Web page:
An RNS device was implanted with one surface electrode and one depth electrode targeting the more significant MEG clusters. Over the next 2.5 years her seizures continued to decrease in intensity and frequency, and ultimately her outcome was classified as Engel class I (seizure free) despite seeing continued frequent abnormal electrical activity on the RNS monitoring (Fig. 1). She is presently weaning medicines down to 1 AED. This case highlights an excellent outcome despite what appears to be an increased number of activations by the pulse generator and the utility of continued EEG monitoring during the weaning of the AEDs.

FIG. 1.
FIG. 1.

RNS activations over time showing the differences observed between the illustrative cases.

Case 2

This 15-year-old right-handed girl had seizure onset at 10 years of age secondary to autoimmune encephalitis and status epilepticus. She was unresponsive to more than 8 AEDs, cannabidiol, ketogenic diet, and VNS, and was still experiencing 7–10 seizures per month. Her anatomical and functional imaging were nonfocal, although her rs-fMRI showed her SOZ to be bilateral frontoparietal and adjacent prefrontal cortex and diencephalon. Because of the lack of concordance of data, she underwent SEEG bilaterally, which showed bilateral independent foci without a clear dominant SOZ. However, two sets of electrodes had high-frequency oscillations before or during the seizure onset in the right amygdala and diffusely in the left hemisphere. It was decided that her RNS electrode configuration should include a surface electrode subtemporal in the area of the right amygdala and a depth electrode in the centromedian nucleus of the left thalamus. In follow-up visits over the next 1.5 years, although she had some seizure improvement, her outcome was classified as poor (Engel class IV), with a seizure reduction of only approximately 25%. Interestingly, her seizure detections were originally upward of 1985 events per day but decreased significantly over the 12-month follow-up period (Fig. 1). This case highlights the fact that targeting the RNS electrodes based on the SEEG and high-frequency oscillations can improve the underlying electrophysiological abnormality, but in contrast to case 1, it does not necessarily improve the seizure syndrome. For this child it is possible that additional electrodes stimulating other abnormal areas might be helpful, but it remains to be studied.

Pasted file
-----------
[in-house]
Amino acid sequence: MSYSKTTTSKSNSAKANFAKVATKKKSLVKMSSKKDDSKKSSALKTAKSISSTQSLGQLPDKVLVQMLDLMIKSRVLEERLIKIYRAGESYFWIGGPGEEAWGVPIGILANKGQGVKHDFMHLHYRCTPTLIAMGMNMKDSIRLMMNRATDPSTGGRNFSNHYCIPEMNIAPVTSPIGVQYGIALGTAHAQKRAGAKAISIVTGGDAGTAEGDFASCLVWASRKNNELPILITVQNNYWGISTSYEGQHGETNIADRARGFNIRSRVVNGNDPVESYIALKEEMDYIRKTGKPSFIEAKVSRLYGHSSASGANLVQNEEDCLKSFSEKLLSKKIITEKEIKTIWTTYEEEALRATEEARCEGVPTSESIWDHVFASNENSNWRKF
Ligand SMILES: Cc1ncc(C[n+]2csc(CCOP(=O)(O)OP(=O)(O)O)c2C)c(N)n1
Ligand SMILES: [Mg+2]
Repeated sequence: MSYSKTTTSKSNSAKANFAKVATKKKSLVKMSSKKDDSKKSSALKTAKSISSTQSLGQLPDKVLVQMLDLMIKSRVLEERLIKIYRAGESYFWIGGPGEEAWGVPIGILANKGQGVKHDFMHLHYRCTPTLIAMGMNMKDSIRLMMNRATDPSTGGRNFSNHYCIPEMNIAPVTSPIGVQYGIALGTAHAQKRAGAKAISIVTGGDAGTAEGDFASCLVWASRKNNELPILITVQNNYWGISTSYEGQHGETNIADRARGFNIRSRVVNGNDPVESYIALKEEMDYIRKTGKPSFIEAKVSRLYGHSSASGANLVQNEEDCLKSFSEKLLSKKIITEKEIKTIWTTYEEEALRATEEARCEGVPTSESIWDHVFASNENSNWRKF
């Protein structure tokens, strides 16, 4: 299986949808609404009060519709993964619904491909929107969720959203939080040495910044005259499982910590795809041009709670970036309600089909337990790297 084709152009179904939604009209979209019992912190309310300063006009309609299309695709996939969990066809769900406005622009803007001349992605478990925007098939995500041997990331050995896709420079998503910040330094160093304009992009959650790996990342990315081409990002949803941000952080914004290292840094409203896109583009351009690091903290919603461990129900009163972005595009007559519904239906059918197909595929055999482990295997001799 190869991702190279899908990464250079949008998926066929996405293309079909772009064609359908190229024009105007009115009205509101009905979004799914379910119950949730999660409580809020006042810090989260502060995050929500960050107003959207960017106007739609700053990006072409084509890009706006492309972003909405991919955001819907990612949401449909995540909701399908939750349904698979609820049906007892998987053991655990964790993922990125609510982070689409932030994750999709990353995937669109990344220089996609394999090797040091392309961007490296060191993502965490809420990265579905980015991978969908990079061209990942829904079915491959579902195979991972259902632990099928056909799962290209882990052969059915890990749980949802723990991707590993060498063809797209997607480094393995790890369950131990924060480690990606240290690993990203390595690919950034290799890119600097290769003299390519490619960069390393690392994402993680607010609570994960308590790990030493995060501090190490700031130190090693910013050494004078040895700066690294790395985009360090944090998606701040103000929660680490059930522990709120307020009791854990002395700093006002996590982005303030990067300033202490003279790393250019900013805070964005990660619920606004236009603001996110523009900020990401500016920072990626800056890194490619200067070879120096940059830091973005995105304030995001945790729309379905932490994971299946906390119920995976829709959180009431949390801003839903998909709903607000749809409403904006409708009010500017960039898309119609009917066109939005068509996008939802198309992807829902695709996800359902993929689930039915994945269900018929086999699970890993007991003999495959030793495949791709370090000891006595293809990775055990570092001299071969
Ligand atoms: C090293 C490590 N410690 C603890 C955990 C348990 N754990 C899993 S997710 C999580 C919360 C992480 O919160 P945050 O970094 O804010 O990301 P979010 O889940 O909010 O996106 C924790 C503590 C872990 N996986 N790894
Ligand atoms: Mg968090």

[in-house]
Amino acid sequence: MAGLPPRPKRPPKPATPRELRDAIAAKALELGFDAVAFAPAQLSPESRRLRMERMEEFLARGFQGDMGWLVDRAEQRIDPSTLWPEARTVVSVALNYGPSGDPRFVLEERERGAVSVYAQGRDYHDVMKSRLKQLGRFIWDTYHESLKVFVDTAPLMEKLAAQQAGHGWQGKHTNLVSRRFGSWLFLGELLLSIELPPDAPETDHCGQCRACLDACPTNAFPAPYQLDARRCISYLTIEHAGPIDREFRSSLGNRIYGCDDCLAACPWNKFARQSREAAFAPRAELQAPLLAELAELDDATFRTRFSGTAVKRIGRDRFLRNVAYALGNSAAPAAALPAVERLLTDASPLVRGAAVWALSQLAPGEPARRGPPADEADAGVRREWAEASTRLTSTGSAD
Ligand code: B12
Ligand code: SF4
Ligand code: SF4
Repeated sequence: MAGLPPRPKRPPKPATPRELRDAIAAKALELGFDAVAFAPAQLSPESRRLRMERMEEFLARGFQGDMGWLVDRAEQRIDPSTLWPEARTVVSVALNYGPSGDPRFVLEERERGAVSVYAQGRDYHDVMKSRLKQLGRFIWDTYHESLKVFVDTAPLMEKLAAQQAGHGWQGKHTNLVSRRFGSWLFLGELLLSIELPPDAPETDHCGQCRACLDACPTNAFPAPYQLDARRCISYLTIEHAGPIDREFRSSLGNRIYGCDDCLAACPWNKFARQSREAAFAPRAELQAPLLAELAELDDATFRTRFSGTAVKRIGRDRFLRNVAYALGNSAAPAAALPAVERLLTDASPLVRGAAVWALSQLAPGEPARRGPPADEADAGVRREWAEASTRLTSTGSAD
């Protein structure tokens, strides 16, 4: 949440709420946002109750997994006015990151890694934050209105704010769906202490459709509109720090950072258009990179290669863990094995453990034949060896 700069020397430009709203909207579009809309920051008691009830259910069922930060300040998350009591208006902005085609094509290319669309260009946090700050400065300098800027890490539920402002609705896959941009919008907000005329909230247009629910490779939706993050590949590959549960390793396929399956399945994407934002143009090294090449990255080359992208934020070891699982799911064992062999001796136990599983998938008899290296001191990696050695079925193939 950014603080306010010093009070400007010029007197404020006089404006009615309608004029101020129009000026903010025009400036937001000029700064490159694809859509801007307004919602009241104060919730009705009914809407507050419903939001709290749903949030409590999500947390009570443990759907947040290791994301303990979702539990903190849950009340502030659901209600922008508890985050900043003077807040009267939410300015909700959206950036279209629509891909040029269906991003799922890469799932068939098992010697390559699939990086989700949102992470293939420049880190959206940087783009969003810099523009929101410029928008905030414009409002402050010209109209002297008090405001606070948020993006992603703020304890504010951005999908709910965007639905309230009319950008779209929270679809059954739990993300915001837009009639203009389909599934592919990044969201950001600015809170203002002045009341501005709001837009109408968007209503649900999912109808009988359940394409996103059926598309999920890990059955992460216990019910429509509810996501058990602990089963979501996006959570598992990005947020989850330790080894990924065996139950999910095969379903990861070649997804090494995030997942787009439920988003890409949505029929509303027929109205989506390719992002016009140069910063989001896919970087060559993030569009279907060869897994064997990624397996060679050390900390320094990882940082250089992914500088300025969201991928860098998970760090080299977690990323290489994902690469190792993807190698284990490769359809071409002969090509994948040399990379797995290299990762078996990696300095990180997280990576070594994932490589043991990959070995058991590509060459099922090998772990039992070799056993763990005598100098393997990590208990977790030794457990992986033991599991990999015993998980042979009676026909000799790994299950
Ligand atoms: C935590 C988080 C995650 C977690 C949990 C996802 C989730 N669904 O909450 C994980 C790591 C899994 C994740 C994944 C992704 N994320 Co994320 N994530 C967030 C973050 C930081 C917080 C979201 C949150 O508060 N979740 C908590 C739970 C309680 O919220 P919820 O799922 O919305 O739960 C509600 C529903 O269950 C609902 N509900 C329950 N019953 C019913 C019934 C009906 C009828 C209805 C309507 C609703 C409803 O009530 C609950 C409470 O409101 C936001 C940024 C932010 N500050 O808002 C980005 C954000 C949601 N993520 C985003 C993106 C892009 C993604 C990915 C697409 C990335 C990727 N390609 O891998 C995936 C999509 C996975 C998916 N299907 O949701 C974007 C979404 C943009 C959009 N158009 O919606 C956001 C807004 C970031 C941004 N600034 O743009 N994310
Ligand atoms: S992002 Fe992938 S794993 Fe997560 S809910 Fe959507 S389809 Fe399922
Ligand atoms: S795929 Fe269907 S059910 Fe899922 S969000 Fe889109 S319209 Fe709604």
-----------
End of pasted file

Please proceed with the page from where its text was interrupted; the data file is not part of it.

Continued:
Discussion

Epilepsy is a potentially fatal disease and there is a constant need for improved and updated treatment modalities, both medical and surgical, to improve the quality of life of these patients. DRE remains a challenge for both adult and pediatric patients when there are no further medical or alternative therapies available. These patients represent a particular challenge when the seizure network cannot be identified, it is too diffuse or bilateral, or it is localized within eloquent areas of the cortex. Neuromodulation through RNS is an evolving treatment modality to aid in improving outcomes in these patients with DRE. The benefit of RNS is that it can detect subclinical and clinical seizures at their onset and attenuate their effects. Although not curative, it does potentially provide palliative measures, improve quality of life, and is effective in reducing seizure burden in adults.

Outcome

Even with only a mean follow-up time of 2.7 years, two-thirds of our patients were markedly improved, with half reaching 90% or more reduction in seizure frequency and an additional 18% reaching between 50% and 79% reduction. A meta-analysis of 8 studies defined a seizure reduction of ≥ 50% as a response to treatment.16 Therefore, 68% of the patients in our study responded to treatment and not a single patient worsened after implantation. In a retrospective analysis of 5 different pediatric centers where 17 patients underwent RNS implantation, no statistically significant differences were reported in seizure reduction or complication rates between children and young adults within the cohort or in comparison to the adult literature on RNS.17 Such findings represent a remarkable improvement over the addition of new medications and provide a potential opportunity in pediatric care.